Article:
Nvidia claims that the underlying changes made to its SMX architecture result in a theoretical doubling of performance per watt compared to Kepler’s predecessor—and this is actually something we’ll be testing today.

Alright. We have eight of these SMXs, each with 192 CUDA cores, adding up to 1536. Sixteen texture units per SMX yield 128 in a fully-enabled GK104 processor. And one geometry engine per SMX gives us a total of eight. Now, wait a minute—GF104 had eight PolyMorph engines, too. So Nvidia multiplied all of these other resources out, but left its primitive performance alone? Not quite.

To begin, Nvidia claims that each PolyMorph engine is redesigned to deliver close to two times the per-clock performance of Fermi’s fixed-function geometry logic. This improvement is primarily observable in synthetic metrics, which we’ve seen developers (rightly) argue should represent the future of their efforts, exploiting significantly more geometry than today’s titles to augment realism. But if you’re playing something available right now, like HAWX 2, how can you expect Kepler to behave?

In absolute terms, GeForce GTX 680 easily outperforms the Radeon HD 7970 and 7950, regardless of whether tessellation is used or not. However, Nvidia’s new card takes a 31% performance hit when you toggle tessellation on in the game’s settings. In comparison, the Tahiti-based Radeons take a roughly 16% ding. Now, there’s a lot more going on in a game than just tessellation to affect overall performance. But it’s still interesting to note that, in today’s titles, the advantage Nvidia claims doesn’t necessarily pan out. 

In order to support the theoretically-higher throughput of its geometry block, Nvidia also doubles the number of raster engines compared to GF104, striking a 1:1 ratio with the ROP partitions.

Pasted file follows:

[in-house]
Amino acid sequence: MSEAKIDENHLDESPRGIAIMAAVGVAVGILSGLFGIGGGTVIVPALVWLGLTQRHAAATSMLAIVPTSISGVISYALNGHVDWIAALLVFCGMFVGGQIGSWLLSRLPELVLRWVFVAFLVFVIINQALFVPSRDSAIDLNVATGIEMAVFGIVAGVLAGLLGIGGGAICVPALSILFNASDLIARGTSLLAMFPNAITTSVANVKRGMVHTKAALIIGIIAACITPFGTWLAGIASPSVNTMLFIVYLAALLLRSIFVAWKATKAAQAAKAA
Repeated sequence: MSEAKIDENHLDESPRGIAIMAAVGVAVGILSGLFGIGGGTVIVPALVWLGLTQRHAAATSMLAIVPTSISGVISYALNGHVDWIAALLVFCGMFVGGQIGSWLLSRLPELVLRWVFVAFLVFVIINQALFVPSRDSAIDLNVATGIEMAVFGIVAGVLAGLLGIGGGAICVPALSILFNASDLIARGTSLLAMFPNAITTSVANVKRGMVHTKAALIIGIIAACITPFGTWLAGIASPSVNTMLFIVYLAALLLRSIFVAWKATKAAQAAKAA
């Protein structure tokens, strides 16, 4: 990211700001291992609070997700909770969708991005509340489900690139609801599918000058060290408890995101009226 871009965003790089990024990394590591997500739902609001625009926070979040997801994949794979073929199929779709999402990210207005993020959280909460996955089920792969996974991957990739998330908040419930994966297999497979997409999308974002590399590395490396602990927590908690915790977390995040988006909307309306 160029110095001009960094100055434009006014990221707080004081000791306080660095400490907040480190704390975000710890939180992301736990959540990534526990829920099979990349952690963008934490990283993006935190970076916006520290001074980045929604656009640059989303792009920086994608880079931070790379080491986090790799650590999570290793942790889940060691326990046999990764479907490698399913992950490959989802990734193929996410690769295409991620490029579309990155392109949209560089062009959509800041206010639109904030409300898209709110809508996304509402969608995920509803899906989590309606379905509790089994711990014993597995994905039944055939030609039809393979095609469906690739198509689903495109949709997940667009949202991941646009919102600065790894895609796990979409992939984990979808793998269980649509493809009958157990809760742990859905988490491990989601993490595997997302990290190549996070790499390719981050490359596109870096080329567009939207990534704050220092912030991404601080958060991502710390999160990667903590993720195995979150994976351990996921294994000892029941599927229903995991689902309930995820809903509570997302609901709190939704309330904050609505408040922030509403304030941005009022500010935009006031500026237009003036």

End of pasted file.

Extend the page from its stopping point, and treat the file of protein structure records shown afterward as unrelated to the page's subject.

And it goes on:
Like GF104, each of GK104’s ROPs outputs eight 32-bit integer pixels per clock, adding up to 32. The two GPUs also share 256-bit aggregate memory buses in common. Where they differ is maximum memory bandwidth. 

Perhaps more true to its mid-range price point, GeForce GTX 460 included up to 1 GB of GDDR5 running at 900 MHz, yielding 115.2 GB/s. GeForce GTX 680 is being groomed to succeed GeForce GTX 580, though, which utilized 1002 MHz GDDR5 on a 384-bit aggregate bus to serve up 192.4 GB/s of throughput. Thus, GeForce GTX 680 comes armed with 2 GB of GDDR5 operating at 1502 MHz, resulting in a very similar 192.26 GB/s figure.

Chris Angelini
Chris Angelini is an Editor Emeritus at Tom's Hardware US. He edits hardware reviews and covers high-profile CPU and GPU launches.
  • Hail to the new king.
  • borden5
    oh man this's good news for consumer, hope to see a price war soon
  • johnners2981
    Damn prices, in europe we have to pay the equivalent of $650-$700 to get one
  • outlw6669
    Nice results, this is how the transition to 28nm should be.
    Now we just need prices to start dropping, although significant drops will probably not come until the GK110 is released :/
  • Finally we will see prices going down (either way :-) )
  • Scotty99
    Its a midrange card, anyone who disagrees is plain wrong. Thats not to say its a bad card, what happened here is nvidia is so far ahead of AMD in tech that the mid range card purposed to fill the 560ti in the lineup actually competed with AMD's flagship. If you dont believe me that is fine, you will see in a couple months when the actual flagship comes out, the ones with the 384 bit interface.
  • Chainzsaw
    Wow not too bad. Looks like the 680 is actually cheaper than the 7970 right now, about 50$, and generally beats the 7970, but obviously not at everything.

    Good going Nvidia...
  • run the test on the same speeds then lets talk...
  • SkyWalker1726
    AMD will certainly Drop the price of the 7xxx series
  • rantoc
    2x of thoose ordered and will be delivered tomorrow, will be a nice geeky weekend for sure =)